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Trekkies move over for 'Doctor Who' fans (1984)

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Don't bother inviting Vickie and Allen Wuertz out this Saturday evening The Lakeland husband and wife will be where they are nearly every Saturday In front of their television set watching "Doctor Who," the British science fiction series that Is developing a cult following in the United States to rival that of "Star Trek" In the 1970s.

The Wuertzes are lust two Polk County "Whovians," as fans of the show are called. Whovians know all about the good Doctor, the renegade Time Lord who travels around the universe in his TARD1S (for Time And Relative Dimensions In Space), a spaceship that looks like a London police call box.

They can tell you about the Doctor's companions who accompany him on his journeys through time and space, they can tell you what bad guys Sontarans, Zygons, Cybermen, Daleks and the Master are.

About the only thing they can't tell you is why everybody else isn't watching 'Doctor Who."

But more and more people are tuning in the series, which has been around since 1963 on England's BBC network and is seen by an estimated 100 million viewers in 54 countries

In the United States, the show is broadcast in 112 television markets, including the Tampa Bay area where Doctor Who adventures are broadcast on WEDU, Channel 3, each Saturday at 7 p.m and weeknights at 11 pm. "Doctor Who" has proven to be a popular draw on many public television stations around the country and a source of new subscribers.

Like "Star Trek," the success of the show has spawned a host of commercial spinoffs. There are "Doctor Who" conventions, where fans can meet performers from the series and trade in "Doctor Who" memorabilia; there are "Doctor Who" T-shirts, magazines, caps and posters. The BBC has licensed more than 400 different products connected with the show.

Since the show began more than 20 years ago, five different actors have played the Doctor, each in his own style (a sixth takes over this year). Changes in actors are explained by a Time Lord being able to regenerate himself up to 13 times. And despite the title of the show, the character is never called Doctor Who.

Tom Baker, with his mop of curly hair, Harpo Marx-like grin, floppy hat and long, knitted scarf, played the Doctor the longest, front 1974 to 1981. Baker's Doctor thought nothing of pulling a yo-yo out of his pocket or offering an alien a "jelly baby" while stopping a galaxy-threatening invasion. Baker, who played Rasputin in the film "Nicholas and Alexandria" and was the villain in "The Golden Voyage of Sinbad," remains the most popular actor in the role of the Doctor, and his episodes are the ones currently being broadcast locally.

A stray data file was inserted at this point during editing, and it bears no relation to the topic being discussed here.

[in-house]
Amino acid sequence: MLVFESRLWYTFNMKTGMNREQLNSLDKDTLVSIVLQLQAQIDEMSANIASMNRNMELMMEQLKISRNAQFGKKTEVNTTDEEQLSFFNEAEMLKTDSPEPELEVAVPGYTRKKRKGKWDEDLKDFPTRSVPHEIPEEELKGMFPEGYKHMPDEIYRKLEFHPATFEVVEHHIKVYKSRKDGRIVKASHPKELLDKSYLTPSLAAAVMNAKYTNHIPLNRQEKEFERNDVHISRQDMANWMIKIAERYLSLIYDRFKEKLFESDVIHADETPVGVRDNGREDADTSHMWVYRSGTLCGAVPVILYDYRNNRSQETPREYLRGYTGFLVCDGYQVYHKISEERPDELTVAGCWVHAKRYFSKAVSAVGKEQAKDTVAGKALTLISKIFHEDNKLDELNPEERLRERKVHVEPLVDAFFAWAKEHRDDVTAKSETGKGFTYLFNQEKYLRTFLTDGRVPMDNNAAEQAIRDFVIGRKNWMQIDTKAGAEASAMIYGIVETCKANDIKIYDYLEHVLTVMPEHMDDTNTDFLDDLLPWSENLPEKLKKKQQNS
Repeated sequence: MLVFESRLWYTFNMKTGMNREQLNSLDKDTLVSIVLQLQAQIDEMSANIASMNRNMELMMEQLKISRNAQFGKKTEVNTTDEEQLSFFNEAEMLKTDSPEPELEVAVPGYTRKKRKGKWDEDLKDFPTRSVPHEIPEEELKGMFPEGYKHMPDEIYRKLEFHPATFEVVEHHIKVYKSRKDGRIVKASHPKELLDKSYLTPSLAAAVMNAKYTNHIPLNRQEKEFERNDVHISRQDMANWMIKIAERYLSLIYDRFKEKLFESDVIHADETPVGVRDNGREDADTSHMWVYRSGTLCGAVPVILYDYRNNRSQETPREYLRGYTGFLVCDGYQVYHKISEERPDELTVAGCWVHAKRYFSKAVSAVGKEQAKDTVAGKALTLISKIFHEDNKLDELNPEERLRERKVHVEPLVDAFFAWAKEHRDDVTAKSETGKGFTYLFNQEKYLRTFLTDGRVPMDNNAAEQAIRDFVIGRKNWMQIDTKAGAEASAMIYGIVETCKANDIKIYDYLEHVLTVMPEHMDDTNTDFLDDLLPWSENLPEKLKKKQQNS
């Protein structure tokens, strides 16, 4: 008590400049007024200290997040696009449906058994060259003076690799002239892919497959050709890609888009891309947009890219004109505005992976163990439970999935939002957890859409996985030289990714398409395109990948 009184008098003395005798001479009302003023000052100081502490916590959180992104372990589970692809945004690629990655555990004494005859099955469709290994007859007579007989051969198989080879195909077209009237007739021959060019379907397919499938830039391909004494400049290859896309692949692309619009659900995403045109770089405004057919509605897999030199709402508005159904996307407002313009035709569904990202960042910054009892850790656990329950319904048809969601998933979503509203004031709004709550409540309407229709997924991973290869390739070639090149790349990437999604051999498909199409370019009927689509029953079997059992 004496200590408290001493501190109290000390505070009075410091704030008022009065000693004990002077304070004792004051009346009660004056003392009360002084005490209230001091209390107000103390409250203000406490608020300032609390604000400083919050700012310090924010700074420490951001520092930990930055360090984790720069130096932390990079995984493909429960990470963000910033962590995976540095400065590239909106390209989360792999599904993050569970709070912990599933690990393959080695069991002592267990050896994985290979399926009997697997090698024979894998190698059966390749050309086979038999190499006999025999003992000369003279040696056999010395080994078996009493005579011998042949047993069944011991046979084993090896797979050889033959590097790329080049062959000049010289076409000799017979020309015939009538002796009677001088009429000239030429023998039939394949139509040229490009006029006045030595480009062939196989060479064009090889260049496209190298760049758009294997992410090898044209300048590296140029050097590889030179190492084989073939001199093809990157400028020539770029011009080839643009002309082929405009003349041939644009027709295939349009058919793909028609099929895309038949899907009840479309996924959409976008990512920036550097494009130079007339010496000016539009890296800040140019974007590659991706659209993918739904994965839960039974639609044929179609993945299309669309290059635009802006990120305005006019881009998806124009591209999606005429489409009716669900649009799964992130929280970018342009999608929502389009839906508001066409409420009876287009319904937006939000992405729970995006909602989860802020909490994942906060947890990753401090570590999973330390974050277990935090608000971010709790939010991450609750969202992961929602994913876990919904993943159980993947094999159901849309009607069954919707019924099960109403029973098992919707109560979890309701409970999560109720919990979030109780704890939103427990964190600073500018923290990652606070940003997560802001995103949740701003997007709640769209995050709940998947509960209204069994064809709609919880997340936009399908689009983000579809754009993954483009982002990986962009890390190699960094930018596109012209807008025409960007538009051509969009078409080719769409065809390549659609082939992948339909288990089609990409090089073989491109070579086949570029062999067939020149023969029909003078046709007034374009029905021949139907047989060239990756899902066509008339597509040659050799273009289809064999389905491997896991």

But actors such as Baker are just one reason the show Is to popular. Although it was originally geared toward children and has sophomoric special effects that are light years away from the high technology of "Star Wars." the show's scripts feature tongue-in-cheek dialogue that appeals to plenty of adults as well. As fanciful as the adventures are, they touch trio lot of 20th century concerns.

The result is a show that ban remained fresh over the years and which counts as its fans people of all ages and backgrounds.

People such as Vickie and Allen Wuertz.

She teaches speech and drama at Auburndale High School; he's a mathematics instructor at Florida Southern College In Lakeland They've been watching "Doctor Who" about two years now.

"We don't miss an episode," says Mrs. Wuertz. "We even videotape them." For her, the show's strong point is its writing, particularly that for the the Doctor

"He'll turn around and say something to somebody, and it's the kind of thing you always wish you could say. And he understates everything. In a normal series you'd hear everybody yelling and screaming."

Her husband likes the Doctor's style of "not taking things too seriously on the surface, but underneath he does take it all seriously. I envy that."

There are probably lots of "closet Whovians" around, he says, and with a chuckle, adds, "It's terrible. We're adults. We shouldn't be doing things like this.

"I've never been in a fan club ever; I've never had a desire to," Weertz says "I used to think Trekkies were stupid."

But the Wuertzes both members of the Doctor Who Fan Club of America and have their "Doctor Who" T-shirts to prove it.

Another local "Doctor Who" fan is Jeff Clifford, manager of the Spec's Millie store on South Florida Avenue In Lakeland.

"All my life I've been a fan of fantasy and science fiction," he says. "The combination of the two (in 'Doctor Who') is just great.

"And I really like the cheesy special effects. I think it lends a certain charm to it and I don't think it would be the same if they had Star Wars' special effects."

Cliffor,. a longtime fan of English folk and rock music, enjoys "the Englishness" of the "Doctor Who" series, too.

"There's nothing quite like it."